Everyone has good days and bad days at work, and, given the economic turbulence of the last five years, most people are just happy to have a job. But once in awhile, circumstances can make your career truly unbearable. Luckily, retraining is an option that can get you out of the wrong profession and into the right one.
Take Kathy Proctor for example. She’s the 55-year-old mother of twin daughters who was invited to the President’s State of the Union address. Proctor was a lifelong manufacturing worker who suddenly found herself in need of new skills that would enable her to start a new career. She chose to study biotechnology at a local community college, which is what eventually brought her to the attention of the President.
Job security issues drove Proctor to seek retraining, but lack of income and lack of interest are also common reasons for a career change. Here’s how you can tell if any of these problems have reached a critical level for you, and some tips on what to do about it:
Lack of Income
We would all like to earn more, but there is a difference between not being able to afford a vacation to Hawaii and not being able to afford your electric bill. Aside from the obvious consequences of too little income – such as defaulting on your mortgage or having your utilities turned off – there are a host of other problems it can cause as well. Stress, depression and relationship difficulties can all result from chronic financial trouble.
The solution: The best way to earn more is to learn more. A higher-level degree can allow you to move into management or even executive-level positions – Master of Business Administration (MBA) and Master of Science in Information Management (MSIM) degrees are ideal for this purpose.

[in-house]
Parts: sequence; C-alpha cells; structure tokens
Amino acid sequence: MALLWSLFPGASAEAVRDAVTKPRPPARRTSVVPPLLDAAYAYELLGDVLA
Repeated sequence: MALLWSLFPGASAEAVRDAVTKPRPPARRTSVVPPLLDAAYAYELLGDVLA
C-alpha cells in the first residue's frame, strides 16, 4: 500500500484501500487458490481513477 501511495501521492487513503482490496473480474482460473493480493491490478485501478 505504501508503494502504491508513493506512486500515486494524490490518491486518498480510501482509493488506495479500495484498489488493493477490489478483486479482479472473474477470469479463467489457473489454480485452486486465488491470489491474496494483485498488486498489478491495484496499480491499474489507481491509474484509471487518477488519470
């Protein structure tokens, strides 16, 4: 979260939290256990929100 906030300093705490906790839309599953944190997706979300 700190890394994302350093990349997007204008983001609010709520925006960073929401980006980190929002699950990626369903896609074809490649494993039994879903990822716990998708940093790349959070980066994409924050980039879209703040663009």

One additional note: If you’re having financial difficulties, going back to school can be problematic at best. Therefore you should explore all of your financial aid options carefully – grants, scholarships and subsidized student loans can render a too-expensive degree program suddenly affordable!
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Lack of Interest
Most people have jobs that are at least tolerable, even if they don’t leave work every day feeling completely rewarded and fulfilled. But it is also possible to end up in a profession that you hate, especially if you were forced into it by financial necessity. If you wake up and dread going to work, then spend all day counting the minutes until you can leave, a career change may well make you both happier and more productive.
The solution: Creative fields tend to offer more interesting jobs, while those that help others are often the most rewarding. Therefore, programs that train you in professions such as graphic design or social work are good places to start looking for a more fulfilling career path.
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Lack of Job Security
The economic recovery has been slow, and new jobs are not being created as fast as business leaders had hoped. This has created an environment in which many people are still in danger of unemployment despite the fact that the recession has officially passed. Contract and temporary workers, who usually find that their jobs are the first to go when times get tough, are particularly vulnerable. If you live every day with the threat of a layoff hanging over your head, it’s probably time to find a career with a little more security.
The solution: A high job growth rate typically equals greater job security; in-demand positions are the last to be terminated, and if you do lose a job in a high-growth field you can usually find another very quickly. Allied health fields such as medical assisting and pharmacy are expanding at an exceptional rate, offering solid long-term job security if you earn the right degree or certificate.
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